PORTLAND — The air in the kitchen at The Honey Exchange is thick with the earthy, slightly sweet aroma of freshly made honey.
In a typical Saturday chore, Phil Gaven is extracting the sticky substance from a beekeeper’s hive.
He cuts the wax caps off the honeycomb that the bees have constructed in the hive’s frames, then inserts the frames into a centrifuge that spins the honey out. It drips down the sides of the centrifuge and oozes out of a spout into a container.
For this service, Phil and Meghan Gaven, owners of this new honey-centric store on Stevens Avenue, usually get paid in (what else?) honey.
“We keep 30 percent, they take home 70 percent,” Gaven said.
The extracted honey winds up on the store’s shelves alongside honey the couple has bought from other parts of the country.
At The Honey Exchange, you’ll find honeys from all over Maine as well as orange blossom honey from Florida, cotton honey from North Carolina, star thistle honey from Michigan and honey from the New Jersey pine barrens.
“What we’ve learned in this process of having this store,” said Meghan Gaven, “is that most people don’t realize that when they see clover honey on the shelf, that means that honey was made from clover nectar. I had a guy today, in fact, say, ‘I thought that was a brand.’ He had never connected that to a nectar source. If you always buy the same honey, honey always tastes the same.”
And that honey you buy at the grocery or drug store may not even be real honey. A recent investigative report by Food Safety News found that many popular brands have been ultra-filtered to have all the pollen removed, in some cases apparently to hide the origin of the product. Other brands have been cut with corn syrup and other sweeteners. (See the story here: http://bit.ly/vXt6cd.)
All the honey sold at The Honey Exchange is raw and unfiltered, and each 11/4-pound jar is labeled with the honey’s origin. The Gavens have even set up a honey bar so customers can taste the difference between honey from Maine and from Florida, and from honey made in spring versus fall. A light box on one shelf showcases a light-colored spring honey right next to a darker autumn honey. The flavor profile of a honey gets richer as it gets darker.
“This is a spring honey from a hive in Ferry Village, and this is the fall honey from that same hive,” Meghan Gaven said. “So the same bees in the same place, just different times of year, made these two different colors and flavors of honey.”
A recent selection at the tasting bar included a honey made by a police officer/beekeeper in Wells and a basswood honey from Pennsylvania that is “everything I like about honey but with the volume turned way up,” Phil Gaven said. “It’s real crystalline and brilliant.”
There is holly honey from Florida, and star thistle honey from Michigan blended with lemon and raspberry. The cotton honey from North Carolina is malty and tangy, and good for cooking. The pine barren honey is served with slices of sharp cheddar cheese.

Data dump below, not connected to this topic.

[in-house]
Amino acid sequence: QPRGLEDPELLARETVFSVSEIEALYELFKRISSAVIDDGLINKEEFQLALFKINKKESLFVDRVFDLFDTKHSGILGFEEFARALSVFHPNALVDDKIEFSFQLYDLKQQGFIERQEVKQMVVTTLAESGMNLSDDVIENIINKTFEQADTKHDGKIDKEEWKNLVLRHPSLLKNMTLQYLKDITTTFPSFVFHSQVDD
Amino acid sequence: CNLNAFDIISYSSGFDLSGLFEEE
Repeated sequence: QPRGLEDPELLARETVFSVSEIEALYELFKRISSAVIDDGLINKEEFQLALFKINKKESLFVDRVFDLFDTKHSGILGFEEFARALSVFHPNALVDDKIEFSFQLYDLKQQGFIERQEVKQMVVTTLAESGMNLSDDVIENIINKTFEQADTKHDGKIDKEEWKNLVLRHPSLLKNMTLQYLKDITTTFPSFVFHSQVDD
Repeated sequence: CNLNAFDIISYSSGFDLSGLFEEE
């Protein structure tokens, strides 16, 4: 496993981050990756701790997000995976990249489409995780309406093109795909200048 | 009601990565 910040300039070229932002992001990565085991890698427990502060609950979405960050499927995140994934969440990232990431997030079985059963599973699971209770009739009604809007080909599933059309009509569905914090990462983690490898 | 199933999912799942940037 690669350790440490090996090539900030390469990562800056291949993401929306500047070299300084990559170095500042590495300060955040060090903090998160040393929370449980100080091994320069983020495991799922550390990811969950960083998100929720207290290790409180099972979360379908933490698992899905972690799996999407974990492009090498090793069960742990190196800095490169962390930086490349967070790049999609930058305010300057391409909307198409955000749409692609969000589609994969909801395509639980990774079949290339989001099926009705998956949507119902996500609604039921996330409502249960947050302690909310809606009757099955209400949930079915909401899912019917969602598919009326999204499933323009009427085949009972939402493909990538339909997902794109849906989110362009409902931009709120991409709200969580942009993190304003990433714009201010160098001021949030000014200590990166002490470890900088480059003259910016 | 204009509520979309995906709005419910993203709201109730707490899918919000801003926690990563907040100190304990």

“We think about honey being very sweet, but it’s also really very acidic,” Gaven said. “The acidity of it just cuts through oily cheese in the most beautiful way. It’s a fabulous flavor combination.”
The Gavens purchased their first beehive on a lark four beekeeping seasons ago. Phil Gaven, who spent 20 years in the restaurant business, always thought he had to have a big farm and land to keep bees, but then “I realized that you didn’t really need that.”
“Bees are just flying out to find what they need,” he said, “so you have people keeping bees on terraces in Manhattan and Paris. So I thought, ‘We’ve got this little plot in South Portland, we can have bees too.’ “
After he read a long article in the New Yorker about the honey bee crisis, he decided to take the plunge. The couple now has two hives.
“Very few people just get a little into bees,” Gaven said. “Usually, you go bee nerdy really fast.”
But a honey store? Can that really work year round?
Well, the Gavens sell more than just honey. They have a gift store stocked with everything from bee umbrellas for children to bumper stickers with the message “Give Bees a Chance.” They stock a wide variety of meads as well as braggot (“where beer meets mead”) from Denmark, and a honey ale from Bar Harbor. There’s also a selection of honeybee-friendly bulbs to plant for next spring, when they’ll have actual bees for sale.
Even the music in the store is bee-friendly, with selections including Van Morrison singing “Tupelo Honey.”
The Gavens also spend time visiting schools, talking to students about bees and local food. They sell beekeeping equipment and make themselves available to wannabe beekeepers for information and advice on how to get started.
“People who think they want to be beekeepers are wandering in,” Meghan Gaven said, “because there’s really not a location where you can kick tires if you’re interested and talk to somebody that’s knowledgeable and patient and has tried and succeeded right in the middle of Portland.”
There’s been a surprising amount of interest, she said. Turns out, when it comes to raising food at home, bees are the new chickens.
In the middle of the store is a working demonstration hive where customers can watch the bees doing their thing. This hive was started late in the beekeeping year, in August. The bees have access to the outdoors so they can fly away in search of nectar and pollen.
“We’ve given them a little bit of sugar syrup to feed, but mostly this is Deering Center honey that they’ve collected,” Phil Gaven said. “You can see it’s still nectar that’s being cured. It’s still shiny. When it’s done, they cover it with wax and save it for themselves.
“Things have already stopped blooming, so they know they’ve got a long way until that first bloom in April. So that’s what they’ll eat for the whole winter.”
Staff Writer Meredith Goad can be contacted at 791-6332 or at: firstname.lastname@example.org